In response, Dr. Kline could claim that these pagans were doing kingdom-building activity in spite of themselves. If so, this would be inconsistent with his system. For although I have suggested that slaves might not have been covenant members (i.e., the Gibeonites, Josh. 9:3, 17-27), this does not appear to be consistent with Dr. Kline's view of kingdom-building activity. For, following the example of Adam's priestly task to "guard" the garden, Dr. Kline seems to believe that only those who are priests (in some sense) can be engaged in


kingdom-building activity.24 Of course, one does not have to be a priest according to the order of Aaron to engage in theocratic work. The fact that Israel was a nation of priests in general (Ex. 19:6) allowed all Israelites to build up the kingdom.25 But the Tyrians (discussed in Neh. 13:16-17) were not members of the nation of Israel. They were not priests at all. Thus, according to Dr. Kline's own position, they could not be involved in kingdom-building activity. It should follow that, the false claim that the Tyrians were building up the kingdom cannot be the reason that the Israelites were forbidden to have these pagans work for them.

Second, we have seen that the most fundamental pattern of work/rest is universal, involving the building of common and holy arenas followed by rest. Thus, Dr. Kline must not only show that the specific work the Tyrians engaged in here took on theocratic overtones, but that their work was uniquely theocratic, limited to a holy arena. (The work of holy war and the priestly tasks in the temple might be some examples.) Only if the Tyrian's work was uniquely theocratic, can Dr. Kline limit Nehemiah's reprimand (for buying from pagans on the Sabbath) to a holy arena. However, selling fish and other merchandise (as the Tyrians were doing) is not uniquely theocratic work. It is something people legitimately practice in common arenas six days a week. Thus, Nehemiah's rebuke of Israel is not grounded in the fact that the Tyrians were doing uniquely theocratic work. Therefore, the false claim that the Tyrians were doing uniquely theocratic work cannot be used to limit Nehemiah's rebuke to the theocracy.

Perhaps Dr. Kline would say that Nehemiah's point is that the Israelites themselves were doing kingdom activity by engaging in trade (and so making a profit). Whether the Israelites have others (pagans) work for them in this process is irrelevant on this interpretation. However, by rebuking the nobles, Nehemiah implicitly rebuked all who bought from the Tyrians. Thus, the text rebukes those who are simply buying from pagans even though they are not working themselves. Some may respond to this point by noting that this was a


24 Meredith G. Kline, Kingdom Prologue: Genesis Foundations for a Covenantal Worldview (Overland Park, KA: Two Age Press, 2000) 51, 67, 86.

25 Ibid., 74.


trading society, so that all who bought were also selling their own goods in the process of the trade. But this response is not precisely accurate since coinage already existed in this period (Zech. 11:12-13). And those who purchase merchandise with coins or weighted silver (as some probably did) are not trading the goods they produce in the same manner as those who sell their own products for other goods and coinage. If they are working in some sense (as perhaps they are), it can be equally said that we are engaged in profit when we pay pagans to work for us on the Sabbath. (Then the prohibition forbidding us to have others work for us on the Sabbath is inseparable from the prohibition forbidding us to work on the Sabbath.) Clearly Nehemiah's reprimand (however understood) includes a rebuke to Israelites who were simply buying from pagans on the Sabbath for their own consumption.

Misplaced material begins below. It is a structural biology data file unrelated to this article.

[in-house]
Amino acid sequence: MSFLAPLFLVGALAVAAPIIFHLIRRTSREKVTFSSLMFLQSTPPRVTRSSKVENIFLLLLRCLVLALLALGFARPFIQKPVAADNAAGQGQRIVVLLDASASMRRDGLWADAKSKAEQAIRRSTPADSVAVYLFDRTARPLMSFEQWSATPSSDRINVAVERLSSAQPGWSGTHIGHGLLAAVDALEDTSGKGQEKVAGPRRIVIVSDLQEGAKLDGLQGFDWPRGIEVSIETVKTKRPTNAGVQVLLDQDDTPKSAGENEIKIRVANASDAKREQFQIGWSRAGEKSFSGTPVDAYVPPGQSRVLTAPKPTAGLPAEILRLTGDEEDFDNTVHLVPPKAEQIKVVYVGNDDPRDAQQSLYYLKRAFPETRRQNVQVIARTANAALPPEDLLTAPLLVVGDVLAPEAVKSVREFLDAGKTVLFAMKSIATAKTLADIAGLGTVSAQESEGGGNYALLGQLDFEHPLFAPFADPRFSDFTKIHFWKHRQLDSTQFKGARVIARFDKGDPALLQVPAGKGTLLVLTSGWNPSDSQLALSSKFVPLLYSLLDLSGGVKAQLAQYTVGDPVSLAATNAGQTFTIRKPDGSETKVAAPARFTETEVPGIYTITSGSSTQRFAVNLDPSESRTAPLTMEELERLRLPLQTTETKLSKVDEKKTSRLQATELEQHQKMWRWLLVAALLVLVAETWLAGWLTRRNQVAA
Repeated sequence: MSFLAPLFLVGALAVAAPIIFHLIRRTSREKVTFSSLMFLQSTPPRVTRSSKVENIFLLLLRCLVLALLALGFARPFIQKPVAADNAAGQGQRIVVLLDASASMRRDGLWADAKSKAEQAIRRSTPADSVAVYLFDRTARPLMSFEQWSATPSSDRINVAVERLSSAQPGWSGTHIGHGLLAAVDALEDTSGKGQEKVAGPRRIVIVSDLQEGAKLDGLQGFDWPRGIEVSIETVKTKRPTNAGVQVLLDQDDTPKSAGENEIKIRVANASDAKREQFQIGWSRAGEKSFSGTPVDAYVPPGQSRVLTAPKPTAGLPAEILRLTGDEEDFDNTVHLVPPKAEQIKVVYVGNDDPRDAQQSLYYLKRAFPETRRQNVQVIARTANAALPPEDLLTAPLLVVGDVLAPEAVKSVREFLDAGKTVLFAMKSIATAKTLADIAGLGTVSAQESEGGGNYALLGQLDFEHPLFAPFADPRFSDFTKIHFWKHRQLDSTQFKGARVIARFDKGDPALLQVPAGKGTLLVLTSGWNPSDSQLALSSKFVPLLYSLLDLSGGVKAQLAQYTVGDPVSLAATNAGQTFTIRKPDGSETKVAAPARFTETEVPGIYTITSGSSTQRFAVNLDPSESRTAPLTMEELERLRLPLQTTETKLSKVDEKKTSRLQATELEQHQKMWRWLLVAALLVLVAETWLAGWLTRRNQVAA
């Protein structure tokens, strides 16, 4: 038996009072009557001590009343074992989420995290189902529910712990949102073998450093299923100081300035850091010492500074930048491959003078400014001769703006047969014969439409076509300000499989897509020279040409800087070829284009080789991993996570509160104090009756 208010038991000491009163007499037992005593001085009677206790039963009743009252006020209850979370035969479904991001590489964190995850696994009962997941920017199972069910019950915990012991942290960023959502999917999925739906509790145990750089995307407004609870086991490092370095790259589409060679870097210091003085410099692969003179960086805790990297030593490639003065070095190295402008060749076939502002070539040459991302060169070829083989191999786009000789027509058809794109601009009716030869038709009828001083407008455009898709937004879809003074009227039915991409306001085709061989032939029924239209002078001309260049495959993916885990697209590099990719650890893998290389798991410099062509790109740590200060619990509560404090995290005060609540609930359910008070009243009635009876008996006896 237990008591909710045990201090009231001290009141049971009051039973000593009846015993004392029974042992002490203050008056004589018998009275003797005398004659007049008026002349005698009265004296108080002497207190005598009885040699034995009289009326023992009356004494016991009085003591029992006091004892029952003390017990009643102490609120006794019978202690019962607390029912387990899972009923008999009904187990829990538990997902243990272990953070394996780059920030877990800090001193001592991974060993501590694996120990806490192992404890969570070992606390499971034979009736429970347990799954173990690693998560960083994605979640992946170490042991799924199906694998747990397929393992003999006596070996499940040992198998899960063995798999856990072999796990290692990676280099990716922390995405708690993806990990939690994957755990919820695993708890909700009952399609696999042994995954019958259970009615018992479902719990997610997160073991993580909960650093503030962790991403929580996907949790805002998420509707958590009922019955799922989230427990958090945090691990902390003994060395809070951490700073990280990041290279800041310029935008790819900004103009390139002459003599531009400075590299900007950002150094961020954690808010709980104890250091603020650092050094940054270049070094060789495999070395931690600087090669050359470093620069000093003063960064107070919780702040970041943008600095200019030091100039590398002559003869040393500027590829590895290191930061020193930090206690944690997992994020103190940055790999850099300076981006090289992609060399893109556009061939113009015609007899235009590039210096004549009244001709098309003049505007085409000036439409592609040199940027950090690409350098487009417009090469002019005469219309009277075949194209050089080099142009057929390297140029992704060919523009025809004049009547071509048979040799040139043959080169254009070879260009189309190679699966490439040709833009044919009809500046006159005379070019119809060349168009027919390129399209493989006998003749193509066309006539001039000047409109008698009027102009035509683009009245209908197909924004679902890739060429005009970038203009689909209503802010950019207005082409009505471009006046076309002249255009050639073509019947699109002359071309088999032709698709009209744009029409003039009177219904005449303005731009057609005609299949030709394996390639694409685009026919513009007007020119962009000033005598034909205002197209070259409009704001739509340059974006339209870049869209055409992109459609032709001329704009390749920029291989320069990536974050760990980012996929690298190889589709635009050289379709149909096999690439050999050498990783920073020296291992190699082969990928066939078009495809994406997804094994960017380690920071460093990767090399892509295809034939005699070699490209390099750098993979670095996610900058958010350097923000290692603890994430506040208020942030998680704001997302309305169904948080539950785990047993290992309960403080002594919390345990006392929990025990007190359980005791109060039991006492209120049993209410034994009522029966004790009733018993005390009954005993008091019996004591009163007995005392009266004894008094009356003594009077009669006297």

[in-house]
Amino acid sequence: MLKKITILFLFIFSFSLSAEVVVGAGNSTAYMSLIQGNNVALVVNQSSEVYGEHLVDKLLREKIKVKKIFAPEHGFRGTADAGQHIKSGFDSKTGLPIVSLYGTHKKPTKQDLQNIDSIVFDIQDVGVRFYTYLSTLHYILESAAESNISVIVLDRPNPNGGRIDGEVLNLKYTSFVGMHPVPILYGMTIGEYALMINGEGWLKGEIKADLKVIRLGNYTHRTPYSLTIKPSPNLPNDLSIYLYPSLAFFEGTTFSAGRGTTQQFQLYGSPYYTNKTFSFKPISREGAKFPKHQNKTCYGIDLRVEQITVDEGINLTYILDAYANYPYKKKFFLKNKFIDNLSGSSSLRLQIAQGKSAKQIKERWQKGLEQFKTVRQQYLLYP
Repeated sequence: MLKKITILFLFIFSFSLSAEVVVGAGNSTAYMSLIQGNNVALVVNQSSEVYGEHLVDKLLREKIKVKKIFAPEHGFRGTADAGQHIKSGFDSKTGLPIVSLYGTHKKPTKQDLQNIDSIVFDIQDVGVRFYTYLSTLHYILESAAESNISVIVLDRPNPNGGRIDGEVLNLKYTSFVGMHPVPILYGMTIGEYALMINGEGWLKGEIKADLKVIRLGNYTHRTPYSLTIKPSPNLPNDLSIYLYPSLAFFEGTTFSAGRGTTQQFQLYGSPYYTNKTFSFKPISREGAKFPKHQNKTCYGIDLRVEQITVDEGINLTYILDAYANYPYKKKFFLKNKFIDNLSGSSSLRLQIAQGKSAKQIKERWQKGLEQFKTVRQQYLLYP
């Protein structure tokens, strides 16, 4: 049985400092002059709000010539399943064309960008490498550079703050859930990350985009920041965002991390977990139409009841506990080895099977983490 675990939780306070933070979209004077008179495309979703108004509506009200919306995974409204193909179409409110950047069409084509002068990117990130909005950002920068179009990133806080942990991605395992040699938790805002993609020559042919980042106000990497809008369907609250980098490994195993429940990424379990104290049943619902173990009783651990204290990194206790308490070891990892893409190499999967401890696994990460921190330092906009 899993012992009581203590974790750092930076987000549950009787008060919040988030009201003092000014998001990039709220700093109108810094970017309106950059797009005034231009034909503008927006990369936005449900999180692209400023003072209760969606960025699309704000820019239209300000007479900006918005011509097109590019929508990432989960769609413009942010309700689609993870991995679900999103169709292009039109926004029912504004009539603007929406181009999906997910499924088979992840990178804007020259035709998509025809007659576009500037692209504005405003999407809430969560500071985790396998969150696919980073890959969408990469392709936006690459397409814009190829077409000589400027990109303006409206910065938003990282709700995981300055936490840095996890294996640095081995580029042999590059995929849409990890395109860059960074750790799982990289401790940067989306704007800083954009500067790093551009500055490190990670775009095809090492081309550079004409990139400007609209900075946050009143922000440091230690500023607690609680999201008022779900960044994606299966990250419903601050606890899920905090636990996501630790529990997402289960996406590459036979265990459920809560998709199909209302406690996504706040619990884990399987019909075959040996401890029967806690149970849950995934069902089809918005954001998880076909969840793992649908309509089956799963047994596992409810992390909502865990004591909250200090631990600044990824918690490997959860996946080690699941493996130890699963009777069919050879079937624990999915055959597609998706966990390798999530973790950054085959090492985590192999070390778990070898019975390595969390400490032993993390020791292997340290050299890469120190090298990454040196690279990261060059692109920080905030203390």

Finally, Dr. Kline may claim that the Israelites were building up the kingdom simply by acquiring goods that they would consume. Perhaps. But since the Sabbath prohibits work even in common arenas, Dr. Kline would have to show that the specific consumption Israel practiced in this case was uniquely theocratic. If it was not, then the same consumption (when purchased on the Sabbath) is also prohibited in common arenas. Then at best, that consumption takes on theocratic associations in a theocratic arena like capital punishment does when it operates in a theocratic arena. But like capital punishment, it is not limited to a theocratic arena because it is not uniquely theocratic. It follows that Nehemiah rebuked Israel for buying from the Tyrians on the Sabbath even when that buying activity was not uniquely theocratic. Therefore, Nehemiah's prohibition also applies in common arenas.

All of this indicates that Nehemiah is (at least) referring to a practice that is forbidden to all those who take the sign of the Sabbath upon themselves. They ought not to have others (unbelievers) work for them any more than they ought to work themselves. (Jesus notes the exceptions of necessity and mercy, Matt. 12:1-13.)

The first day of Christian worship is not tied to the Decalogue. Kline's view is that the Decalogue was a unique treaty with Israel. Therefore, "the distinctive first day of the new, dominical week is not a modified residue of the Sabbath day of the fourth commandment" (196).